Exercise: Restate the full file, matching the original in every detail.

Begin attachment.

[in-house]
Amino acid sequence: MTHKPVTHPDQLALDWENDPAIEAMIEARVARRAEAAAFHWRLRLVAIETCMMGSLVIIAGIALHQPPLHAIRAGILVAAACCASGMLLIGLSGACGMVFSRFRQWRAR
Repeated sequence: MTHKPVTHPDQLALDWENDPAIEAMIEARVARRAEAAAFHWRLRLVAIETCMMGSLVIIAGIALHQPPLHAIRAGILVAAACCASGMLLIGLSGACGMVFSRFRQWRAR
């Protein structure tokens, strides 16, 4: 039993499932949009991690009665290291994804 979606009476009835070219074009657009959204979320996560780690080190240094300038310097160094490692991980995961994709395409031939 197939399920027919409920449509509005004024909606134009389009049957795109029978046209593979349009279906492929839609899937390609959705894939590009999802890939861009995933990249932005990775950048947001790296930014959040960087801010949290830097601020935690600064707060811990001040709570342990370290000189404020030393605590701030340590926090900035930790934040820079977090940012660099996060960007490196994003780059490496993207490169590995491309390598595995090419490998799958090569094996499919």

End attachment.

[in-house]
Amino acid sequence: MTHKPVTHPDQLALDWENDPAIEAMIEARVARRAEAAAFHWRLRLVAIETCMMGSLVIIAGIALHQPPLHAIRAGILVAAACCASGMLLIGLSGACGMVFSRFRQWRAR
Repeated sequence: MTHKPVTHPDQLALDWENDPAIEAMIEARVARRAEAAAFHWRLRLVAIETCMMGSLVIIAGIALHQPPLHAIRAGILVAAACCASGMLLIGLSGACGMVFSRFRQWRAR
């Protein structure tokens, strides 16, 4: 039993499932949009991690009665290291994804 979606009476009835070219074009657009959204979320996560780690080190240094300038310097160094490692991980995961994709395409031939 197939399920027919409920449509509005004024909606134009389009049957795109029978046209593979349009279906492929839609899937390609959705894939590009999802890939861009995933990249932005990775950048947001790296930014959040960087801010949290830097601020935690600064707060811990001040709570342990370290000189404020030393605590701030340590926090900035930790934040820079977090940012660099996060960007490196994003780059490496993207490169590995491309390598595995090419490998799958090569094996499919």